Yadong Yin, a professor of chemistry at the University of California at Riverside, along with his team of researchers introduced an innovative and revolutionary type of inkless paper that is printed with light, erased by heating and can be reused 80 times.
The vast majority of the general population depends on wood-based paper to print documents and to jot down notes. Printers use ink cartridges to print out letters, symbols, pictures or illustrations onto a piece of paper and individuals use pens and pencils to create marks on paper.
However, various research initiatives and papers published by institutions including the NY Times revealed that paper can only be recycled four to six times through the traditional recycling process. Once paper is recycled four times, the quality drastically decreases, to the point where it is no longer usable for printers.
The American Forest and Paper Association also noted that only 63.4 percent of paper are recovered for recycling. That means, not only is 36.6 percent of paper left unrecycled but the possibility of the 63.4 percent of paper to be recycled four to six times is substantially low.
Essentially, the type of paper invented by Yin is a coating layer placed on top of a normal piece of paper. The coating is composed of nanoparticles made up of chemical analogues and titanium oxide which reacts to ultraviolet light in a specific way. Once ultraviolet light is shed upon the coating layer, electrons from titanium oxide moves away to the chemical analogues, allowing the blue coating layer to turn white.
Texts or symbols can be printed on top of the coating layer by shedding ultraviolet light into certain shapes. Once light goes through a shape, letters and symbols are immediately printed onto the coating layer.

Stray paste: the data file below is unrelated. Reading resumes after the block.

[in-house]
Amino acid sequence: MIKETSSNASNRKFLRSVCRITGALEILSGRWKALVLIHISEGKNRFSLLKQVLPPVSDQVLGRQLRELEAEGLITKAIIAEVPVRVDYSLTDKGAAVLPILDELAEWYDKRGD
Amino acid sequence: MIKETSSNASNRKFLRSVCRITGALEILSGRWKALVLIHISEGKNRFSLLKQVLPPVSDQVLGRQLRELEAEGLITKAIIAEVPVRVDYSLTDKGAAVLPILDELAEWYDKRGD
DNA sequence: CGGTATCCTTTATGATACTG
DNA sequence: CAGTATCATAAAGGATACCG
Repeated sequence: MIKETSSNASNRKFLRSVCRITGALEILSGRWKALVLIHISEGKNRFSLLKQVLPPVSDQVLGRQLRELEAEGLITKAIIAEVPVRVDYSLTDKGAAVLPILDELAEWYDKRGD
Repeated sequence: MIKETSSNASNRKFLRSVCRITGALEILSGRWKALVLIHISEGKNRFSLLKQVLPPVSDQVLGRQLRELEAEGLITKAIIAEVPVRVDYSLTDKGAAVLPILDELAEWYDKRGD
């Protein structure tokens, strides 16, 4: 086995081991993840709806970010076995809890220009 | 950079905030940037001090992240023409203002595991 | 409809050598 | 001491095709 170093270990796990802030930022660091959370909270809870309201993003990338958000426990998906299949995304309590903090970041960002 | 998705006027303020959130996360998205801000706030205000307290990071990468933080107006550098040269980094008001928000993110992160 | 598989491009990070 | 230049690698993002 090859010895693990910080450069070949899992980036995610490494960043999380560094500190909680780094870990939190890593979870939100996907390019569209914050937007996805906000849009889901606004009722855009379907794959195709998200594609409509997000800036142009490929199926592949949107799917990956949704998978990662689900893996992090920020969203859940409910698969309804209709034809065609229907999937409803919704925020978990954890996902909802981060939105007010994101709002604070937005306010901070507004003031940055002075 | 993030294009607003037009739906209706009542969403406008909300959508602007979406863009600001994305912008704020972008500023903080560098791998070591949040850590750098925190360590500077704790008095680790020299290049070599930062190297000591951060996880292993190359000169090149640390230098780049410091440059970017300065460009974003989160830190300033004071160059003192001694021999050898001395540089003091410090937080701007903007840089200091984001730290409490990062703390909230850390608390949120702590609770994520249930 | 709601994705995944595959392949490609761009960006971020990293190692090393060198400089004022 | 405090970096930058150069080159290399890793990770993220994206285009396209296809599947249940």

An interesting element of this revolutionary printing process is that the paper can be reused if heated to 120 Celsius. Unlike the traditional recycling process, the resetting process of the coating takes 10 minutes. As soon as the coating layer is heated and left to cool, it can be reused 80 times to print letters or symbols.
In a study entitled “Photocatalytic Color Switching of Transition Metal Hexacyanometalate Nanoparticles for High-Performance Light-Printable Rewritable Paper,” Yin stated:
“Developing efficient photoreversible color switching systems for constructing rewritable paper is of significant practical interest owing to the potential environmental benefits including forest conservation, pollution reduction, and resource sustainability. This novel system can serve as an eco-friendly alternative to regular paper in meeting the increasing global needs for environment protection and resource sustainability.”
As seen in the photograph, a coating layer of nanoparticles can be placed on top of a piece of paper and print letters or symbols using ultraviolet light. If this solution or technology becomes commercialized, people can potentially place the coating layer on certain parts of a piece of paper or a document to print out letters or symbols without having to replicate printed documents.
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